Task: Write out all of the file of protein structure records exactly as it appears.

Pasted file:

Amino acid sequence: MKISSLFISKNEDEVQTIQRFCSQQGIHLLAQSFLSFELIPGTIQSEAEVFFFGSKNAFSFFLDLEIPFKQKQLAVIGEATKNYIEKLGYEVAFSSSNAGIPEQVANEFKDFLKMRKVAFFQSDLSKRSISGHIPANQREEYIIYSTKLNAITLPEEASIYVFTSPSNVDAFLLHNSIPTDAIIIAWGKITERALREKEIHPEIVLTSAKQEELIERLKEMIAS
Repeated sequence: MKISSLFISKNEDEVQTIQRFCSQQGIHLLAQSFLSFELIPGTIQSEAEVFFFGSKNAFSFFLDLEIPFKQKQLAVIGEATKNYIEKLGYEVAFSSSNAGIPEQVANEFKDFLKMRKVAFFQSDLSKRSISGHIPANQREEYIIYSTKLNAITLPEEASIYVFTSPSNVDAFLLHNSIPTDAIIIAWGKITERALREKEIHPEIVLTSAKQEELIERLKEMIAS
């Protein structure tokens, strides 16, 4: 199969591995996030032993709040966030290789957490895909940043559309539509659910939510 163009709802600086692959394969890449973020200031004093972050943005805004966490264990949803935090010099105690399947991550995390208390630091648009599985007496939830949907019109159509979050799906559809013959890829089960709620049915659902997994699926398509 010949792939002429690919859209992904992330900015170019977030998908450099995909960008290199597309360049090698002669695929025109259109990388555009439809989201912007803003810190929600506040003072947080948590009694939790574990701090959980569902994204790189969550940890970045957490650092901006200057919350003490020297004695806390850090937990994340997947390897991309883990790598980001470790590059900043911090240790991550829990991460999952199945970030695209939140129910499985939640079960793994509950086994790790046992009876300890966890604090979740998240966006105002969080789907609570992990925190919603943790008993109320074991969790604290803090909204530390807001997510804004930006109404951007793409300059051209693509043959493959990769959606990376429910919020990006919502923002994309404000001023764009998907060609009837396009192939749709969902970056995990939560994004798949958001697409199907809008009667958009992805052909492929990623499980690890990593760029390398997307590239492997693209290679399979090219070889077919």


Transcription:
Amino acid sequence: MKISSLFISKNEDEVQTIQRFCSQQGIHLLAQSFLSFELIPGTIQSEAEVFFFGSKNAFSFFLDLEIPFKQKQLAVIGEATKNYIEKLGYEVAFSSSNAGIPEQVANEFKDFLKMRKVAFFQSDLSKRSISGHIPANQREEYIIYSTKLNAITLPEEASIYVFTSPSNVDAFLLHNSIPTDAIIIAWGKITERALREKEIHPEIVLTSAKQEELIERLKEMIAS
Repeated sequence: MKISSLFISKNEDEVQTIQRFCSQQGIHLLAQSFLSFELIPGTIQSEAEVFFFGSKNAFSFFLDLEIPFKQKQLAVIGEATKNYIEKLGYEVAFSSSNAGIPEQVANEFKDFLKMRKVAFFQSDLSKRSISGHIPANQREEYIIYSTKLNAITLPEEASIYVFTSPSNVDAFLLHNSIPTDAIIIAWGKITERALREKEIHPEIVLTSAKQEELIERLKEMIAS
């Protein structure tokens, strides 16, 4: 199969591995996030032993709040966030290789957490895909940043559309539509659910939510 163009709802600086692959394969890449973020200031004093972050943005805004966490264990949803935090010099105690399947991550995390208390630091648009599985007496939830949907019109159509979050799906559809013959890829089960709620049915659902997994699926398509 010949792939002429690919859209992904992330900015170019977030998908450099995909960008290199597309360049090698002669695929025109259109990388555009439809989201912007803003810190929600506040003072947080948590009694939790574990701090959980569902994204790189969550940890970045957490650092901006200057919350003490020297004695806390850090937990994340997947390897991309883990790598980001470790590059900043911090240790991550829990991460999952199945970030695209939140129910499985939640079960793994509950086994790790046992009876300890966890604090979740998240966006105002969080789907609570992990925190919603943790008993109320074991969790604290803090909204530390807001997510804004930006109404951007793409300059051209693509043959493959990769959606990376429910919020990006919502923002994309404000001023764009998907060609009837396009192939749709969902970056995990939560994004798949958001697409199907809008009667958009992805052909492929990623499980690890990593760029390398997307590239492997693209290679399979090219070889077919």